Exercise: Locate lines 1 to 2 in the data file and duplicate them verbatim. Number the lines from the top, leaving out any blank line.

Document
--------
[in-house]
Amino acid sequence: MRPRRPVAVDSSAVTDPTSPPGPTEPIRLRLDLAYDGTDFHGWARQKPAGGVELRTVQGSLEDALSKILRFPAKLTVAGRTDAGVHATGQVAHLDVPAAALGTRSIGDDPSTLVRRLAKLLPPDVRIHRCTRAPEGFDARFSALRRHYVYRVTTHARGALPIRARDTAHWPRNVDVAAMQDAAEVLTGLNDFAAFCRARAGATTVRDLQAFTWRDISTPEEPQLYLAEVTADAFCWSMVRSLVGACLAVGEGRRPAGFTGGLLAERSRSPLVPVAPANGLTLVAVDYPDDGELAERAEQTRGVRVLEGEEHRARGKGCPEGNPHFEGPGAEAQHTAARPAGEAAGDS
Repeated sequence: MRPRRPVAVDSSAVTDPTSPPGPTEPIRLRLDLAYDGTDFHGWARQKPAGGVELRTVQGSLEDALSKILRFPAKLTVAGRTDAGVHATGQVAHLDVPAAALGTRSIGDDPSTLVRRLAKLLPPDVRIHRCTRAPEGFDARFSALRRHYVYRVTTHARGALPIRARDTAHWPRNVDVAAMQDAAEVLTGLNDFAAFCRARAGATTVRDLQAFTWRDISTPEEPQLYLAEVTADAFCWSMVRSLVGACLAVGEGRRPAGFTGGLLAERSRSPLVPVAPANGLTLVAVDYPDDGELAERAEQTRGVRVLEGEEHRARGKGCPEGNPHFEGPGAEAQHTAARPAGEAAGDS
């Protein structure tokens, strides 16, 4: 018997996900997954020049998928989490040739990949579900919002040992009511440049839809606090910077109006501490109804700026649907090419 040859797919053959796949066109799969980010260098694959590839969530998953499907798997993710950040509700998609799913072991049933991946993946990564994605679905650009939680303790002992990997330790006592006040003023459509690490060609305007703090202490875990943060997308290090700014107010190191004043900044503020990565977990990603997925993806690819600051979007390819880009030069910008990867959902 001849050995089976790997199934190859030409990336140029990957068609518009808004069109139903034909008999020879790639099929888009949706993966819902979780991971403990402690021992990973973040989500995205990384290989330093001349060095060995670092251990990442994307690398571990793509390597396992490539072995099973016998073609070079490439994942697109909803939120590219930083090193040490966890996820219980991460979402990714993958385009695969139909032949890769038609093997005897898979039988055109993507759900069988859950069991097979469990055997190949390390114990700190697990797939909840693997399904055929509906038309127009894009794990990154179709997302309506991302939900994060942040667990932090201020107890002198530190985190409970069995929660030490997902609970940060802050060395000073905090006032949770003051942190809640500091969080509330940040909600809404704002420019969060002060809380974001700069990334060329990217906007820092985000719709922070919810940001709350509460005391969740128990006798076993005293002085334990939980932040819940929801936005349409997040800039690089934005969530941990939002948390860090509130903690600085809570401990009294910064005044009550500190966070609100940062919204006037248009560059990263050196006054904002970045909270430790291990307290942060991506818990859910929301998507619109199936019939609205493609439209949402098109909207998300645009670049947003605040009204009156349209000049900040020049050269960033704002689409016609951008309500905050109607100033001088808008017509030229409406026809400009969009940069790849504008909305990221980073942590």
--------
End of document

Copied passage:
[in-house]
Amino acid sequence: MRPRRPVAVDSSAVTDPTSPPGPTEPIRLRLDLAYDGTDFHGWARQKPAGGVELRTVQGSLEDALSKILRFPAKLTVAGRTDAGVHATGQVAHLDVPAAALGTRSIGDDPSTLVRRLAKLLPPDVRIHRCTRAPEGFDARFSALRRHYVYRVTTHARGALPIRARDTAHWPRNVDVAAMQDAAEVLTGLNDFAAFCRARAGATTVRDLQAFTWRDISTPEEPQLYLAEVTADAFCWSMVRSLVGACLAVGEGRRPAGFTGGLLAERSRSPLVPVAPANGLTLVAVDYPDDGELAERAEQTRGVRVLEGEEHRARGKGCPEGNPHFEGPGAEAQHTAARPAGEAAGDS